"Who are you meeting for lunch this week?"
Without fail, my former boss would ask me this question in every weekly status we had. And I dreaded the question. Because my answer was generally a stammering "Umm… No One." Occasionally I could remember what I actually had for lunch. And almost always it was sitting in my windowless cube eating a soggy sad sandwich.
I didn't understand why "who I had lunch with this week" was worthy of being a topic on our weekly status. After all, I was only 6 months into this new job. I was still figuring out how to pull data from Nielsen. I was still figuring out how to write an innovation brief. I was still trying to figure out where the bathrooms were in this maze of a building.
And despite knowing this question would come up in every weekly status, I was reluctant to change my behavior. I didn't see the value in the question. I didn't see the importance of it in my career. I didn't understand why I had to have lunch with anyone.
Because I hated the idea of having to network, to meet people, to put myself out there. Because networking was something slimy and strange and weird and scary. It made my stomach hurt, my throat go dry. And I could feel a faint headache coming on.
Even Oxford's definition of networking only reaffirmed my fears of what networking looked like: the action or process of interacting with others to exchange information and develop professional or social contacts.
Because please don't ask me to walk into a room where I don't know anyone. And stand in the corner sipping a bad glass of Chardonnay. Please don't ask me to slide my business card out and not so subtly shove it in your face. And ask you to do something for me. Please don't ask me to network. Because I hate networking.
And I used to hate networking (okay, maybe hate is too strong.) I still really dislike the term. "Networking" seemed about getting something from someone. Or someone getting something from you. A favor, a job, a referral. "Networking" seemed very transactional. And someone shoving a business card at you (which happened to me recently at event) only solidified by feelings.
And over the years, I came to really understand that networking wasn't about "the action or process of interacting with others." It was about building authentic connections. It was about meeting people who were different than you. It was about expanding my community. And creating new communities. It was tapping into more and more communities I could belong to.
And as I slowly started to change my view on networking- I mean building authentic connections- I started to realize my communities were more inclusive than I thought. My best friends from middle school. Former bosses. College Alumni I met after we had graduated. Colleagues from past companies. Vendors and agency partners I had once worked with. Colleagues I had once managed. As my family expanded, my husband, my two sister-in laws and my brother in-law. A whole host of fabulous cousin-in-laws. My baby brother as his career skyrocketed. And fellow parents in my kids' school.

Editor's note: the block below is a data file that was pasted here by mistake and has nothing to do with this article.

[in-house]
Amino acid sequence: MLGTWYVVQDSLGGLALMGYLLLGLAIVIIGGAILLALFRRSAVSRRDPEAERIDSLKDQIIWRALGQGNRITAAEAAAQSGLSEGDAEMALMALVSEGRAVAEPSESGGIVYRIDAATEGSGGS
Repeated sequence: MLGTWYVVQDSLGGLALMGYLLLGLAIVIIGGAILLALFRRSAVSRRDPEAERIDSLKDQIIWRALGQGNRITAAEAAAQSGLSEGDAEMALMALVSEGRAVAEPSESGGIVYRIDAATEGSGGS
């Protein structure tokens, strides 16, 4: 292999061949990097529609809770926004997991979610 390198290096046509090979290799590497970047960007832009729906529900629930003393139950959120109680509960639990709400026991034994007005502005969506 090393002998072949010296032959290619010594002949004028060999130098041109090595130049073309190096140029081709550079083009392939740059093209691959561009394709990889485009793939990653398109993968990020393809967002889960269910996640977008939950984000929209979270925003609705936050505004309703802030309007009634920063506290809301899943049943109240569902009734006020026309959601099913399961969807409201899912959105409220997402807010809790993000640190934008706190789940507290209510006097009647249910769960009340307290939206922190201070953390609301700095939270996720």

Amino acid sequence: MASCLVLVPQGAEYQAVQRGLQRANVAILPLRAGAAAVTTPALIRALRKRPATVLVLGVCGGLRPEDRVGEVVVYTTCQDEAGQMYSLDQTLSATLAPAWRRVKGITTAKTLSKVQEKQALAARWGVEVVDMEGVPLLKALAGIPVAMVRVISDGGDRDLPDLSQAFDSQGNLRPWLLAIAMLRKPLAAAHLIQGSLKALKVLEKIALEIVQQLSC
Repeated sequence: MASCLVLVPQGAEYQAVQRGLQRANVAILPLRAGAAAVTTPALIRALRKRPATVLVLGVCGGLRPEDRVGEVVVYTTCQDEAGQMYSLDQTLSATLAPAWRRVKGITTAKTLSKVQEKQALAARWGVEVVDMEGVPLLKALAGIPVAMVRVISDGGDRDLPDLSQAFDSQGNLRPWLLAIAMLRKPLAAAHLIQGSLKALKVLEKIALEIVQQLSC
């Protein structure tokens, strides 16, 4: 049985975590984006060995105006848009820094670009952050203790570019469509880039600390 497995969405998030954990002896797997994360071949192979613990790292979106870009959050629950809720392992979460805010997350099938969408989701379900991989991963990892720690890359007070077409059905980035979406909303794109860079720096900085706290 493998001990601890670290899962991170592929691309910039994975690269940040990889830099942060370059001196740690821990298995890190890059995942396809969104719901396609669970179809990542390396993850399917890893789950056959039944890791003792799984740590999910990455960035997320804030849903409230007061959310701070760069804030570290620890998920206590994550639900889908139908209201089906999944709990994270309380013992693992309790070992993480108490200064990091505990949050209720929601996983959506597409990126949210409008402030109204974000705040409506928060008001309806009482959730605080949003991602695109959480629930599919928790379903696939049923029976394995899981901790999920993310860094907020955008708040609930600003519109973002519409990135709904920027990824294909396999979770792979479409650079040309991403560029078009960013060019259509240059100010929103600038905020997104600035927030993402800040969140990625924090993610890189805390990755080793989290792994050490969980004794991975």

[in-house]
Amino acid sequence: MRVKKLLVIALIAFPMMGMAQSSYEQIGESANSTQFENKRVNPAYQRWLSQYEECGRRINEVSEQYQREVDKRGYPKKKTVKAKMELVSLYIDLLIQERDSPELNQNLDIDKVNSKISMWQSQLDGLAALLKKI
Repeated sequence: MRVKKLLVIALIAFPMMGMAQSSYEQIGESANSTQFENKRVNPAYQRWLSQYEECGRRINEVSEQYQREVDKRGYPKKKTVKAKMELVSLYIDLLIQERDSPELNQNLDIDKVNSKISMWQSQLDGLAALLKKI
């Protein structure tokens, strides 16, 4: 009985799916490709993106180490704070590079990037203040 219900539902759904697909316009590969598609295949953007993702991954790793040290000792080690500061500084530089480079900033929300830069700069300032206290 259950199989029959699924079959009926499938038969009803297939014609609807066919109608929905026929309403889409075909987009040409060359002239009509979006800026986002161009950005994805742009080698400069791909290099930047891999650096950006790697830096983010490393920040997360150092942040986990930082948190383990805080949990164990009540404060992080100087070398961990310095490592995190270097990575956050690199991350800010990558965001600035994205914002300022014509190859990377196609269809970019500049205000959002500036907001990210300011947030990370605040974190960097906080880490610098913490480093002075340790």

I still hate networking. And I love building connections. And helping to build connections and be a bridge for other people.
Now, when I go to a large event, I try to go with a friend. We have a drink at the bar and then part ways to try and make new friends. If we don't authentically connect with other people, and we have made the effort, we always have each other to back to.
Now, I try to meet one new person a week at my company or in my broader community, or reconnect with someone I miss seeing. (This doesn't always have to be in person, can be text, Zoom or Facetime.) And if you can't commit to doing that, that you should seriously relook at your schedule. I thank my former boss for that constant reminder.
Now, I joined Luminary, a women's collaboration hub in NYC, which has been life changing for me. I am also on the advisory board. It's all about women supporting and lifting each other up- to get more money, get that next big promotion, or start their own venture. It's a built-in community of unwavering support.
Now, I am working on expanding my community of moms. Not too long ago, I worked up the nerve to ask a fellow mom in my daughter's class if she wanted to get together. She thought I meant a playdate. I meant drinks. And after one late night out drinking, I have bonded with a whole new set of badass women.
And all of these communities. I am there for my communities. And they are all there for me. Referral for a job at my company. Coaching on how to survive a bad boss. Advice on how to ask for more money. Supporting each other as we care for aging parents. Candid feedback on why they didn't get that promotion. Commiserating over a cocktail on which working parent had the worst week ever.
So please don't ask me to network. Because I hate it. And well actually I don't have a business card to give you. I haven't printed one in four years.